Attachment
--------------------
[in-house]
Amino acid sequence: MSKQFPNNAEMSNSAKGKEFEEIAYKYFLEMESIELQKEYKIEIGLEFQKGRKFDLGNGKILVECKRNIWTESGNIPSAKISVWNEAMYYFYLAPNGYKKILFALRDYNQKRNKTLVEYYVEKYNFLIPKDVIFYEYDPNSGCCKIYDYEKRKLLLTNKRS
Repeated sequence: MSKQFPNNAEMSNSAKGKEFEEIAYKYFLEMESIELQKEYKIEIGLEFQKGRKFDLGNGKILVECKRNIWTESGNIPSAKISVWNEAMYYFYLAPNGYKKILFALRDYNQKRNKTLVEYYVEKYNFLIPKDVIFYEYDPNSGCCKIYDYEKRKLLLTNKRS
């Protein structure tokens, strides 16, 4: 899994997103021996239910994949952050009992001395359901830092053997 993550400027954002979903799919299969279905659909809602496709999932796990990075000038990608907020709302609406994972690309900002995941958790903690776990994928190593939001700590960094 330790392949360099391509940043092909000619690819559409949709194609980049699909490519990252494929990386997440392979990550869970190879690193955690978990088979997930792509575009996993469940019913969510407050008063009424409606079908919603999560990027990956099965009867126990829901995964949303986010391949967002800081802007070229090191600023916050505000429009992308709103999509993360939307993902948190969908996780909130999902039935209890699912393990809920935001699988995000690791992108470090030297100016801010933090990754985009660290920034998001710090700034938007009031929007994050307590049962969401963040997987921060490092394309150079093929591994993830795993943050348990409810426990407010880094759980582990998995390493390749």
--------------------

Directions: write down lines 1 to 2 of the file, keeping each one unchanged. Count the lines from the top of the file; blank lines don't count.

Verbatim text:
[in-house]
Amino acid sequence: MSKQFPNNAEMSNSAKGKEFEEIAYKYFLEMESIELQKEYKIEIGLEFQKGRKFDLGNGKILVECKRNIWTESGNIPSAKISVWNEAMYYFYLAPNGYKKILFALRDYNQKRNKTLVEYYVEKYNFLIPKDVIFYEYDPNSGCCKIYDYEKRKLLLTNKRS